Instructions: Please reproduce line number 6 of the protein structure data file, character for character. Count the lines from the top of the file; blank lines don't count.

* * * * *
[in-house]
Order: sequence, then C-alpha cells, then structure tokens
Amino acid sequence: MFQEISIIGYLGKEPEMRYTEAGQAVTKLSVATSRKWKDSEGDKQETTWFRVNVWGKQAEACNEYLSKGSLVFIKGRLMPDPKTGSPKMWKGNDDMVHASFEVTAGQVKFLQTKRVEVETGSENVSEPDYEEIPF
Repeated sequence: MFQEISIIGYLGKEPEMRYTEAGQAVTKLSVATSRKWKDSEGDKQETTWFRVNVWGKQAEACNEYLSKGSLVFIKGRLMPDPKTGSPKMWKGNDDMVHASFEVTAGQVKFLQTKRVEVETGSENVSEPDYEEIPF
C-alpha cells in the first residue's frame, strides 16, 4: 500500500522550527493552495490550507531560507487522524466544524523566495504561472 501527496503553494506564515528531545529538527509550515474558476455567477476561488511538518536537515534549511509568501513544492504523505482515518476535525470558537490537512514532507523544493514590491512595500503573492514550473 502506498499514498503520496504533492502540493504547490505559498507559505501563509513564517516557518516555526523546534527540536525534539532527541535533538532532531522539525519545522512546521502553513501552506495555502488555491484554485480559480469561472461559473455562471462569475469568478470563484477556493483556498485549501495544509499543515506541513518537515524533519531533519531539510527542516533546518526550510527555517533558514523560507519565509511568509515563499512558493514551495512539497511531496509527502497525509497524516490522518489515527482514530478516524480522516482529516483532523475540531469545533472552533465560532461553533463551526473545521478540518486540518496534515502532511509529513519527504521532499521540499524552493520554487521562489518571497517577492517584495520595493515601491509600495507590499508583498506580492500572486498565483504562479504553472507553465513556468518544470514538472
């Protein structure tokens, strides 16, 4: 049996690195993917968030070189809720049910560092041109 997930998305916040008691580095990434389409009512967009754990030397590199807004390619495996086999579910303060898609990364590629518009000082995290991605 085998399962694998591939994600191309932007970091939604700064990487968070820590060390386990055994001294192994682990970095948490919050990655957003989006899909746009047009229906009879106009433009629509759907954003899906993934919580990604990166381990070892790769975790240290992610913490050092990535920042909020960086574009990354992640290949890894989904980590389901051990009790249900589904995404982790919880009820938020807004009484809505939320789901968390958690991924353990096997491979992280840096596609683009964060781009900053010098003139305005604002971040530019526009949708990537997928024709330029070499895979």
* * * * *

């Protein structure tokens, strides 16, 4: 049996690195993917968030070189809720049910560092041109 997930998305916040008691580095990434389409009512967009754990030397590199807004390619495996086999579910303060898609990364590629518009000082995290991605 085998399962694998591939994600191309932007970091939604700064990487968070820590060390386990055994001294192994682990970095948490919050990655957003989006899909746009047009229906009879106009433009629509759907954003899906993934919580990604990166381990070892790769975790240290992610913490050092990535920042909020960086574009990354992640290949890894989904980590389901051990009790249900589904995404982790919880009820938020807004009484809505939320789901968390958690991924353990096997491979992280840096596609683009964060781009900053010098003139305005604002971040530019526009949708990537997928024709330029070499895979």